LEARNING TO LIVE WITH MUSIC AGAIN
A CONVERSATION WITH JONAS SMITH & SØREN BUHL OF BLAUE BLUME
Since releasing their debut EP Beau & Lorette in 2014, Blaue Blume has garnered positive reviews and a loyal fanbase with their blend of indie-pop, with unusual elements such as the use of synthesizers and creative recording techniques.
Their latest work, Bell Of Wool, marked a new sonic direction, disrupting traditional methods of music composition. They immersed themselves into experimentalism, and drummer Søren Buhl took some time to share insight into their new album. “The opening track “Swimmer”, which is this big pad that’s almost the entire track, all of the sounds of that song are guitar and vocals, like even the bass drum that comes in, in the end, is a distorted guitar.”
In times of Spotify’s playlists, cookie-cutter songwriting, and new artists lacking originality trying to conform to what it’s perceived popular, Blaue Blume, through their whole discography, showed signs of not being afraid to experiment and challenge the status quo. In the new album, they took this one step further. “I think mainly just the desire to try to expand our sonic palette, so at the core of everything is still those instruments but just a with a bigger amount of processing.” On songs such as “Rain Rain” “Lovable” and “Sobs”, noteworthy atmospheric beds blended with synthetic melodies that at times sound organic, at times artificial, transformed the album in a unique sonic experience.
Bell Of Wool distanced itself from their previous work as synthetic soundscapes, processed vocals, and acoustic textures evolved the band’s sonic aesthetic to new heights. Influenced by the New Romanticism made famous by bands such as Duran Duran and Spandau Ballet, the four young musicians always displayed interest in the intricate, ambivalent and alternative ways of working. “I think that a very big influence for us is Talk Talk, all of their work actually, but especially their method of working on the last two records Spirit of Eden and The Laughing Stock.”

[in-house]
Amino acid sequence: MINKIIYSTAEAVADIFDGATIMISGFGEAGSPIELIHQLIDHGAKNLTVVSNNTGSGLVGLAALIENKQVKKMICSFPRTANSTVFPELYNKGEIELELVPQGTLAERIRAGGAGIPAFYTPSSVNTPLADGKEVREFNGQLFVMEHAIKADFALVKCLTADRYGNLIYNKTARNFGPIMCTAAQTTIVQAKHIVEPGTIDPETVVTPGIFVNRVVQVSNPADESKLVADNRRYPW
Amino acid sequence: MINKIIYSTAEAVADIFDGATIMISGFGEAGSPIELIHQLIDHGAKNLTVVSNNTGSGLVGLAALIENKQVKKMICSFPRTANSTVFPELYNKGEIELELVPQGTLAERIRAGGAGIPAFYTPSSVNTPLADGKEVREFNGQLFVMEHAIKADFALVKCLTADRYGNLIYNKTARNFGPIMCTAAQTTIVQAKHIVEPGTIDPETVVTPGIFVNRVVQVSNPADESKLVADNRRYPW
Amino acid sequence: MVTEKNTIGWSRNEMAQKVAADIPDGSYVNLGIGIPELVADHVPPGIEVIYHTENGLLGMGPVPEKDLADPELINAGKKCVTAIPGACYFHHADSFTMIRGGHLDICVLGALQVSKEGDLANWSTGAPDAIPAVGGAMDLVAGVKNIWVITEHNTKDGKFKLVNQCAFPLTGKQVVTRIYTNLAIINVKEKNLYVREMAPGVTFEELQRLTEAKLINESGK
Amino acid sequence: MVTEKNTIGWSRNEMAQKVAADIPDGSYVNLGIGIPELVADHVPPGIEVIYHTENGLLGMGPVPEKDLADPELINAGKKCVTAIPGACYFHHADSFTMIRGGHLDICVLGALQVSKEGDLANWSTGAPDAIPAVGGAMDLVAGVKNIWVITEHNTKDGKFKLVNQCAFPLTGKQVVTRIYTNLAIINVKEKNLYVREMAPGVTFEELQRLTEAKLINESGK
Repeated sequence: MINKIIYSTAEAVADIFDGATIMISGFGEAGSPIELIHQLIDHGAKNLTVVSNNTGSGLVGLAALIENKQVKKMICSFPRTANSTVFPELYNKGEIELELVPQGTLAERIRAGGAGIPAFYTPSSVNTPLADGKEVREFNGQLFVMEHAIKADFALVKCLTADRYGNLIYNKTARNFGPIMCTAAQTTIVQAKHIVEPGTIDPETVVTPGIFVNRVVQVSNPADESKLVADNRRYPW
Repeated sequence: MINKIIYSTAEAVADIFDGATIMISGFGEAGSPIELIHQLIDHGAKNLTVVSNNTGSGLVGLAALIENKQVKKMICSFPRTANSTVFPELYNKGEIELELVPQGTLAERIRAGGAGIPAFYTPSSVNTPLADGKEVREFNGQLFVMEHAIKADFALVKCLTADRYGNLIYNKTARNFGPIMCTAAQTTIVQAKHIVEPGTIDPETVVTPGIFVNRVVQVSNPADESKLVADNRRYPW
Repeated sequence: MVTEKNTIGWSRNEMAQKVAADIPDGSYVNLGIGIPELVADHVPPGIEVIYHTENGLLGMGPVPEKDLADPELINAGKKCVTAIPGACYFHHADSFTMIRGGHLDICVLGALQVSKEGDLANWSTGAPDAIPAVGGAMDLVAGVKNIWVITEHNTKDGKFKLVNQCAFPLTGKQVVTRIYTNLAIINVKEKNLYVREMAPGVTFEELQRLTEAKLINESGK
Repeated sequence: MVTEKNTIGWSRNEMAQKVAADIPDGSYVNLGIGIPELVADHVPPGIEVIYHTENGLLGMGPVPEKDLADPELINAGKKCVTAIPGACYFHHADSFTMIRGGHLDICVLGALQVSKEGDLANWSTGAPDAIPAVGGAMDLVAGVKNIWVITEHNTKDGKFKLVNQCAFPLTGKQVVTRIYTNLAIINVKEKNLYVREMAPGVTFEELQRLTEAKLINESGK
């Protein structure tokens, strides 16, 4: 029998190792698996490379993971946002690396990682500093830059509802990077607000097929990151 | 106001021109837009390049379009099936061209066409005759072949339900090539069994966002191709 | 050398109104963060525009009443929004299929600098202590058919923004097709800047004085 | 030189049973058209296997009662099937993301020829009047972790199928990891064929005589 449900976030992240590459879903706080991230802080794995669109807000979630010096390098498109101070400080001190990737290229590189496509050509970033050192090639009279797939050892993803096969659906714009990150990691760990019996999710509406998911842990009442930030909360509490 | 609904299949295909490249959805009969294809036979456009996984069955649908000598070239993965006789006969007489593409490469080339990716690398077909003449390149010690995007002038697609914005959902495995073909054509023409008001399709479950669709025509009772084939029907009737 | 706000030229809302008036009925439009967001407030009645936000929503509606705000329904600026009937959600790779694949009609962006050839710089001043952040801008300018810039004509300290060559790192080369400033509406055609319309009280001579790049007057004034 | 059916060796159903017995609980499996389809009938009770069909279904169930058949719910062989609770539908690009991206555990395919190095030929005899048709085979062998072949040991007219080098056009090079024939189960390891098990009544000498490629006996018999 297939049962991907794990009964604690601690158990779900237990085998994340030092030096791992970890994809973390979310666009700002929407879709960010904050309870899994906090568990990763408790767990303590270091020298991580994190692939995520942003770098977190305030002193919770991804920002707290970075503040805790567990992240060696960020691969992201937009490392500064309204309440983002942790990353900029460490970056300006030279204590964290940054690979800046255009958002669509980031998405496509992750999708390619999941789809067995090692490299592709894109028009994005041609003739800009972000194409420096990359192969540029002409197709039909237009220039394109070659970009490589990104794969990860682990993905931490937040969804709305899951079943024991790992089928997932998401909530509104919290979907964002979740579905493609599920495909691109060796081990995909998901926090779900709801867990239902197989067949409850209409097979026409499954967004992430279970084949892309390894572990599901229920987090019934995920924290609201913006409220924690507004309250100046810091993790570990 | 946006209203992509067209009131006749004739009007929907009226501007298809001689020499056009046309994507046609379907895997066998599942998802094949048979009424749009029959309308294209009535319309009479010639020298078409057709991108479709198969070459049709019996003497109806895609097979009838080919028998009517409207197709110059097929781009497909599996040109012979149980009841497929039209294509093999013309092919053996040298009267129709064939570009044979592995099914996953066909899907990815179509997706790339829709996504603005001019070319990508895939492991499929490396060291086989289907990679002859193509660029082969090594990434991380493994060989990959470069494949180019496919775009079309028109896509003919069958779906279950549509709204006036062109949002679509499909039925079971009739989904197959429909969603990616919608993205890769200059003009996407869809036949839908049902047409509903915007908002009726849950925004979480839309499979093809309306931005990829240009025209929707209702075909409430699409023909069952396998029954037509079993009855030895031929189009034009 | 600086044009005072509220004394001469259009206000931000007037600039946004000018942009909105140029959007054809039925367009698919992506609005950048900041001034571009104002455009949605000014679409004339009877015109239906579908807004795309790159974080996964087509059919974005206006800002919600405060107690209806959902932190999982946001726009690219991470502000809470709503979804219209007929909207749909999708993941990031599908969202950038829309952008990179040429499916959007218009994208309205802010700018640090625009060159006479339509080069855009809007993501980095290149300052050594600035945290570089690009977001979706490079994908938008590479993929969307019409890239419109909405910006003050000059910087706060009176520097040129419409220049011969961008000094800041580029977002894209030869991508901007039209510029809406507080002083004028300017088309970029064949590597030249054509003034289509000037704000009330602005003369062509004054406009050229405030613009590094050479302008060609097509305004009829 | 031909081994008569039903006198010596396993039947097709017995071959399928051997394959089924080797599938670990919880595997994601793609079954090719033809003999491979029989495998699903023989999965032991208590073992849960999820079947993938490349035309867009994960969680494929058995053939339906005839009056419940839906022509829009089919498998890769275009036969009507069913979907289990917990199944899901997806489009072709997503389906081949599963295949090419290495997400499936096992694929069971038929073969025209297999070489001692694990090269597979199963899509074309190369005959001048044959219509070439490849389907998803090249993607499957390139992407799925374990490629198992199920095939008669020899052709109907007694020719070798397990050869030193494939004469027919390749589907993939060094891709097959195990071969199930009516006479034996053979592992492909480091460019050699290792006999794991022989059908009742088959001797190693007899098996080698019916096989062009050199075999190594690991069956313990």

Sometimes life takes unexpected turns, and during the process of recording Bell of Wool, Jonas Smith, the charismatic singer, struggled with depression and found himself reviving a lot of the images he painted through his own lyrics. “When we continued the work on the record trying to finish it, that’s when I became aware that a lot of the pictures I write about I found myself in.” Through a mix of modern production techniques and traditional songwriting methods, the band infused old and new influences that resulted in a special sonic blend.
It’s hard to keep a positive mindset when such things happen, Smith channeled positive emotions through tunes such as “Swimmer” and “Someday” where lyrical flair projects a hopeful desire for better days. In a soft tone he comments, “I don’t know if it’s important for me to say that this is not necessarily a record that deals with this theme, It’s also a very hopeful and light record in many ways, and it can be heard on different days with different moods on your bike.”
Being part of a band is a similar dynamic to being in a marriage where the commitment to support each other feels natural and underlies the core of the relationship. A lot goes into making an album, therefore, overcoming challenges is inevitable so they took a step back during the recording sessions and waited for the storm to end. As to how they dealt with those issues, Buhl explains: “I think it was just a delay in a way, something that we couldn’t get around and we had to just take a break and sit down and relax and be together as friends for a time before we could work on the record again.”
A lucid nightmare fueled the creative atmosphere of the album where Smith dreamed of a flying bell ringing without sound, this experience changed his conceptions about life and led to a process of self-discovery. This incident resulted in the name of the album, and the marvelous artwork amplifies the message as Bell of Wool is an adventure into experimentation and beyond. Through music and the connection with his bandmates, Smith escaped into a new reality whilst freeing himself from the darkness within him.
Change leads to growth, and to achieve a healthy balance between making great music that fulfills the soul and keeps feeding the group’s creative drive, this experience has thought them how to approach their artistic career into the foreseeable future. “I think we can all agree on that, that we’ve actually learned to live with music again, not from it anymore and that’s really a relief.”